Since the New Jersey Supreme Court’s decision in Richardson v. Board of Trustees, Police and Firemen’s Retirement System, 192 N.J. 189 (2007), we have witnessed more denials of accidental disability applications based on the premise that the member suffered from a pre-existing illness or injury which contributed to the overall disability that prevented the member from returning to employment. However, where the scenario gets particularly interesting is when the pre-existing injury or illness was the result of a work related traumatic event. One would think that such a denial does not make sense under the Richardson decision as a “traumatic event,” as redefined by the Supreme Court,  and the resulting injuries sustained therefrom should not qualify or be viewed as a pre-existing illness or injury. Such a scenario and situation has not been addressed by New Jersey courts and is ripe for review to further flush out this new and evolving area of the law. 

 While the last paragraph may sound like a tongue twister, we will try to explain it in plain english. New Jersey courts are currently grappling with scenarios revolving around multiple injuries caused by separate traumatic events which together cause a member to be permanently disabled from performing his or her job. However, the Police and Firemen’s Retirement System, Public Employees’ Retirement System and Teachers’ Pension and Annuity Fund do not believe that a person with multiple injuries that occurred as the result of multiple traumatic events should be entitled to receive accidental disability benefits. As a result, the various pension funds have been disqualifying applicants with multiple injuries caused by multiple traumatic events. 

          In Richardson, the New Jersey Supreme Court revisited the “traumatic event” standard under the accidental disability retirement provision of the Police and Firemen’s Retirement System, N.J.S.A. 43:16A-1. After conducting an exhausting analysis of conflicting court decisions which interpreted the traumatic event standard differently and the legislative history of the amendments to the accidental disability statutes, the Court opined that a “traumatic event” is essentially the same as what has been historically understood as an “accident” to be. An “accident” as defined under Richardson, is an unexpected, external happening that directly causes injury and is not the result of pre-existing disease alone or in combination with work. Based on establishing this baseline definition of “accident,” the Court held that in order to obtain accidental disability benefits, a member must prove amongst other things that he or she is totally and permanently disabled as a direct result of a traumatic event that is:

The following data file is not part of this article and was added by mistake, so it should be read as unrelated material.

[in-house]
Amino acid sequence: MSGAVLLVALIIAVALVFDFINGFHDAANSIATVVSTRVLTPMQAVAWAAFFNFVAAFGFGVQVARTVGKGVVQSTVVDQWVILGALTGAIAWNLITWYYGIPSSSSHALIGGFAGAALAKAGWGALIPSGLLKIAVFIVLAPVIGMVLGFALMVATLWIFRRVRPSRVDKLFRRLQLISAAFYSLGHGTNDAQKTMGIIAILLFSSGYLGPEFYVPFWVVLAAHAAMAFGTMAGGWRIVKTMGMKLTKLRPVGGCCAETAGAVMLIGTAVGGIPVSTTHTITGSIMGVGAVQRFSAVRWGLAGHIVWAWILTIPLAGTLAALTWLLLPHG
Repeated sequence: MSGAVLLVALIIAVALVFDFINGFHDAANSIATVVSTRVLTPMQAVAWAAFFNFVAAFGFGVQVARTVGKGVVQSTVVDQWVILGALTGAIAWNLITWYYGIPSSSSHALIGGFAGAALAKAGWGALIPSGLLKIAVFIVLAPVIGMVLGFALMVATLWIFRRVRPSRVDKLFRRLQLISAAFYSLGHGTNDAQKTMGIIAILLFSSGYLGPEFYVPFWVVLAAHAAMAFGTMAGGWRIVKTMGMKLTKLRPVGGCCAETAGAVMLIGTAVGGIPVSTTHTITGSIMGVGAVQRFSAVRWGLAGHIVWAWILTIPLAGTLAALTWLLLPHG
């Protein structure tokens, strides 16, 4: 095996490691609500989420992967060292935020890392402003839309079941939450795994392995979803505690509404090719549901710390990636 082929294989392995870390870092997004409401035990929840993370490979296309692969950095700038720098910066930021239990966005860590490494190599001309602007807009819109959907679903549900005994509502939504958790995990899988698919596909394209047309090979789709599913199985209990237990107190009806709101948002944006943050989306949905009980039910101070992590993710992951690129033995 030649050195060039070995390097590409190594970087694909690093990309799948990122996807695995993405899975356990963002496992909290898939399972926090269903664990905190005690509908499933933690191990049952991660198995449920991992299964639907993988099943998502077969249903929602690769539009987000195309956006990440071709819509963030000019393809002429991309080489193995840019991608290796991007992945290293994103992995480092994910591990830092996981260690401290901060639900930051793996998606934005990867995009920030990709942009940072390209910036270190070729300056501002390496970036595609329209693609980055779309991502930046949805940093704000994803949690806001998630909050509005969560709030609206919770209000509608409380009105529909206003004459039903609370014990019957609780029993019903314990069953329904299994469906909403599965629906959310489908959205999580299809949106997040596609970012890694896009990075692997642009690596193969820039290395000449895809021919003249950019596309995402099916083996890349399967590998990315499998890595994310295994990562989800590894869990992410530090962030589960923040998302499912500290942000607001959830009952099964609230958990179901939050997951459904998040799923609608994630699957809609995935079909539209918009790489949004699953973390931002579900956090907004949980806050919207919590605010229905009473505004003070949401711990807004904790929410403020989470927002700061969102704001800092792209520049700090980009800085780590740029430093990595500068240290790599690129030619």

1.   Identifiable as to time and place;

2.   Undesigned and unexpected; and

3.   Caused by a circumstance external to the member (not the result of pre-existing disease that is aggravated or accelerated by the work).

          The Richardson Court also provided examples of situations that satisfy the newly enunciated traumatic event standard. The first example depicted a police officer who suffers a heart attack while chasing a suspect. The Court instructed that the police officer in such a situation has not experienced a traumatic event. In that case, the work effort, alone or in combination with a pre-existing disease, was the cause of the disabling injury. However, the Court stated if that the same police officer became permanently and totally disabled during the chase solely because of a fall, the officer has suffered a traumatic event that would give rise to an award of accidental disability benefits. Thereafter, the court provided another example. A gym teacher who develops arthritis from the repetitive effects of his work over the years has not suffered a traumatic event as defined and articulated under Richardson. Such a disability is the result of degenerative disease and is not related to an event that is identifiable as to time and place. On the contrary, the same gym teacher who trips over a riser, is injured and becomes permanently and totally disabled as a result of the fall, has satisfied the accidental disability standard. 

          In sum, the Court held that a member who is injured while performing his or her ordinary duties does not disqualify him or her from receiving accidental disability benefits; some injuries sustained during the ordinary work effort will pass muster and others will not. However, the polestar of the inquiry is whether, during the regular performance of his or her job, an unexpected happening, not the result of pre-existing disease alone or in combination with the work, has occurred and directly resulted in the permanent and total disability of the member. 

In our next post, we will look further into Richardson and whether members with multiple injuries resulting from multiple traumatic events should qualify for accidental disability benefits.